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A stream that emits multiple other streams one after another.

NB Currently combined-stream works with streams vesrion 1 only. There is ongoing effort to switch this library to streams version 2. Any help is welcome. :) Meanwhile you can explore other libraries that provide streams2 support with more or less compatability with combined-stream.


bash npm install combined-stream


Here is a simple example that shows how you can use combined-stream to combine two files into one:

``` javascript var CombinedStream = require(‘combined-stream’); var fs = require(‘fs’);

var combinedStream = CombinedStream.create(); combinedStream.append(fs.createReadStream(‘file1.txt’)); combinedStream.append(fs.createReadStream(‘file2.txt’));

combinedStream.pipe(fs.createWriteStream(‘combined.txt’)); ```

While the example above works great, it will pause all source streams until they are needed. If you don’t want that to happen, you can set pauseStreams to false:

``` javascript var CombinedStream = require(‘combined-stream’); var fs = require(‘fs’);

var combinedStream = CombinedStream.create({pauseStreams: false}); combinedStream.append(fs.createReadStream(‘file1.txt’)); combinedStream.append(fs.createReadStream(‘file2.txt’));

combinedStream.pipe(fs.createWriteStream(‘combined.txt’)); ```

However, what if you don’t have all the source streams yet, or you don’t want to allocate the resources (file descriptors, memory, etc.) for them right away? Well, in that case you can simply provide a callback that supplies the stream by calling a next() function:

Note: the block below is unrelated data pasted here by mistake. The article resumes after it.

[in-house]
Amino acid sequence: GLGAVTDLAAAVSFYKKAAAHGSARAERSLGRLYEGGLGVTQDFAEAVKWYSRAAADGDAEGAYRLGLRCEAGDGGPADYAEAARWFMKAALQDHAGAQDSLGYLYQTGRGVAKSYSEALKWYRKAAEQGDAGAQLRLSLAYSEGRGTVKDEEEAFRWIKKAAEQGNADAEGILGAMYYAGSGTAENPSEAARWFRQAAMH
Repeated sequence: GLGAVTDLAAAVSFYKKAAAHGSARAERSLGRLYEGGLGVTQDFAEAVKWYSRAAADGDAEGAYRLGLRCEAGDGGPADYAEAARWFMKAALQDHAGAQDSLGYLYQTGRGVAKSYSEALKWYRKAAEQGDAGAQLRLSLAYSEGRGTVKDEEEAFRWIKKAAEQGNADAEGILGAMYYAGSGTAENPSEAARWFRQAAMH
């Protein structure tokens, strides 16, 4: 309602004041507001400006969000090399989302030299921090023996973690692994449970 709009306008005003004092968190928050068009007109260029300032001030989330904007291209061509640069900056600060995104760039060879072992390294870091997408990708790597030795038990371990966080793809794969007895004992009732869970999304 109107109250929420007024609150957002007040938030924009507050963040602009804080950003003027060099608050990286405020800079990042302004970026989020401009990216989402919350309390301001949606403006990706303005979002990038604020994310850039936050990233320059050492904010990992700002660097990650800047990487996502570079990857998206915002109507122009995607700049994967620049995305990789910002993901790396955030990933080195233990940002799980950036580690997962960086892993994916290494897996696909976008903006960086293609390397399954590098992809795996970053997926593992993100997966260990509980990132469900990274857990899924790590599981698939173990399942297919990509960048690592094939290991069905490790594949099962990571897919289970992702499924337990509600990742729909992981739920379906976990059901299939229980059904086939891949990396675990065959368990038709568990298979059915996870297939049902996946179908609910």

``` javascript var CombinedStream = require(‘combined-stream’); var fs = require(‘fs’);

var combinedStream = CombinedStream.create(); combinedStream.append(function(next) { next(fs.createReadStream(‘file1.txt’)); }); combinedStream.append(function(next) { next(fs.createReadStream(‘file2.txt’)); });

combinedStream.pipe(fs.createWriteStream(‘combined.txt’)); ```



Returns a new combined stream object. Available options are:

The effect of those options is described below.

combinedStream.pauseStreams = true

Whether to apply back pressure to the underlaying streams. If set to false, the underlaying streams will never be paused. If set to true, the underlaying streams will be paused right after being appended, as well as when delayedStream.pipe() wants to throttle.

combinedStream.maxDataSize = 2 * 1024 * 1024

The maximum amount of bytes (or characters) to buffer for all source streams. If this value is exceeded, combinedStream emits an 'error' event.

combinedStream.dataSize = 0

The amount of bytes (or characters) currently buffered by combinedStream.


Appends the given stream to the combinedStream object. If pauseStreams is set to `true, this stream will also be paused right away.

streams can also be a function that takes one parameter called next. next is a function that must be invoked in order to provide the next stream, see example above.

Regardless of how the stream is appended, combined-stream always attaches an 'error' listener to it, so you don’t have to do that manually.

Special case: stream can also be a String or Buffer.


You should not call this, combinedStream takes care of piping the appended streams into itself for you.


Causes combinedStream to start drain the streams it manages. The function is idempotent, and also emits a 'resume' event each time which usually goes to the stream that is currently being drained.


If combinedStream.pauseStreams is set to false, this does nothing. Otherwise a 'pause' event is emitted, this goes to the stream that is currently being drained, so you can use it to apply back pressure.


Sets combinedStream.writable to false, emits an 'end' event, and removes all streams from the queue.


Same as combinedStream.end(), except it emits a 'close' event instead of 'end'.


combined-stream is licensed under the MIT license.